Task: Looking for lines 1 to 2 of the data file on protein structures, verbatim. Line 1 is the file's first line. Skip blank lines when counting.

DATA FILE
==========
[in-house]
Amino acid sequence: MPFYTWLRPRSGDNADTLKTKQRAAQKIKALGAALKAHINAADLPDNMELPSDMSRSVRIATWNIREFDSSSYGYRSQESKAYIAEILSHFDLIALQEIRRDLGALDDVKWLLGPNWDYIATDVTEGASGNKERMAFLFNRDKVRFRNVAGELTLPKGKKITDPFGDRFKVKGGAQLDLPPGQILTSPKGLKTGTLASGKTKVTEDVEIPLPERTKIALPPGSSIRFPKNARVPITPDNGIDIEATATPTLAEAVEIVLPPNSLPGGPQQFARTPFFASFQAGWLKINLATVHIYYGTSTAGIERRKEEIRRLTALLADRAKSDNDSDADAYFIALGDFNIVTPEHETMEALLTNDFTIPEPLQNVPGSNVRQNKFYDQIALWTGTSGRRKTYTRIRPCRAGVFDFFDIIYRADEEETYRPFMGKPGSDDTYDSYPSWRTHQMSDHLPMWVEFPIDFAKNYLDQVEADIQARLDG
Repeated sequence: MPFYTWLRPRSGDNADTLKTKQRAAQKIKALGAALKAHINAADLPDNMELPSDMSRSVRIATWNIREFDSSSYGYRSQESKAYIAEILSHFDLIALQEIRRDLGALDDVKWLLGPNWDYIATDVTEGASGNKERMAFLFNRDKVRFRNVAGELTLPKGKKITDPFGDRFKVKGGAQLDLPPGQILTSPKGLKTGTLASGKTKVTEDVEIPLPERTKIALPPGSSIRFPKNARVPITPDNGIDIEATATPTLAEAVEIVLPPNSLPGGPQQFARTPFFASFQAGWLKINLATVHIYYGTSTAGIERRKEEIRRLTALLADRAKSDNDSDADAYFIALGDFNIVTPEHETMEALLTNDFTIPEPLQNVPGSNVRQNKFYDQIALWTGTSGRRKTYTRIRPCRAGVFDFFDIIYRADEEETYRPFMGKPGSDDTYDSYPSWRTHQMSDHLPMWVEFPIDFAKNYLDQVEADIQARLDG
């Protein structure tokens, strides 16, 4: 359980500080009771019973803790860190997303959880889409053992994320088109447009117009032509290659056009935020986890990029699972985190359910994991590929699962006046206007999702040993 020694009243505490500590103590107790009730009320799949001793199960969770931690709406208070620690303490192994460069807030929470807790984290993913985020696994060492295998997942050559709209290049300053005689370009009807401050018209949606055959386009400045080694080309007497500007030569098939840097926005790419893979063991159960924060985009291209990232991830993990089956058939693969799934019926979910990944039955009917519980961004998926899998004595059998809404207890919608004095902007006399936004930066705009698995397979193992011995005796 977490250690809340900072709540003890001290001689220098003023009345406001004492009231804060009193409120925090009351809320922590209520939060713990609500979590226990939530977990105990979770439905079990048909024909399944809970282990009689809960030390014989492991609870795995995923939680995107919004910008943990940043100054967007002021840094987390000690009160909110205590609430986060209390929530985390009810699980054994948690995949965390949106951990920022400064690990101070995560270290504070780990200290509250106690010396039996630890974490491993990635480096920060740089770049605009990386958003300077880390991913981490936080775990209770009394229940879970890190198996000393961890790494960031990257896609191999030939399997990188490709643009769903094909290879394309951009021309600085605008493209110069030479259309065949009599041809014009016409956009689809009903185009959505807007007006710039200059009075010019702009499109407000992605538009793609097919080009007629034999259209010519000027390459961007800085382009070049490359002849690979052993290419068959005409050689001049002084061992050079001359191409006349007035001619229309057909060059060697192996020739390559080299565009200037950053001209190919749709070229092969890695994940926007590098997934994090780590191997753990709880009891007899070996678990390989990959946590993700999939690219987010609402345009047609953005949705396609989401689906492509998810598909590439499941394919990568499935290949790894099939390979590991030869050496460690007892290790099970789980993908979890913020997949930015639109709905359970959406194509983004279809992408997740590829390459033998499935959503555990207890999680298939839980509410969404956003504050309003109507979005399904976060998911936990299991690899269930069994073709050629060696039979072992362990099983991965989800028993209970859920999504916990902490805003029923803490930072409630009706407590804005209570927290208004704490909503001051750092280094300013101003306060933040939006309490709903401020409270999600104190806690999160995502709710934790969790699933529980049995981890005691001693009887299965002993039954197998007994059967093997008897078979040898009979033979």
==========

[in-house]
Amino acid sequence: MPFYTWLRPRSGDNADTLKTKQRAAQKIKALGAALKAHINAADLPDNMELPSDMSRSVRIATWNIREFDSSSYGYRSQESKAYIAEILSHFDLIALQEIRRDLGALDDVKWLLGPNWDYIATDVTEGASGNKERMAFLFNRDKVRFRNVAGELTLPKGKKITDPFGDRFKVKGGAQLDLPPGQILTSPKGLKTGTLASGKTKVTEDVEIPLPERTKIALPPGSSIRFPKNARVPITPDNGIDIEATATPTLAEAVEIVLPPNSLPGGPQQFARTPFFASFQAGWLKINLATVHIYYGTSTAGIERRKEEIRRLTALLADRAKSDNDSDADAYFIALGDFNIVTPEHETMEALLTNDFTIPEPLQNVPGSNVRQNKFYDQIALWTGTSGRRKTYTRIRPCRAGVFDFFDIIYRADEEETYRPFMGKPGSDDTYDSYPSWRTHQMSDHLPMWVEFPIDFAKNYLDQVEADIQARLDG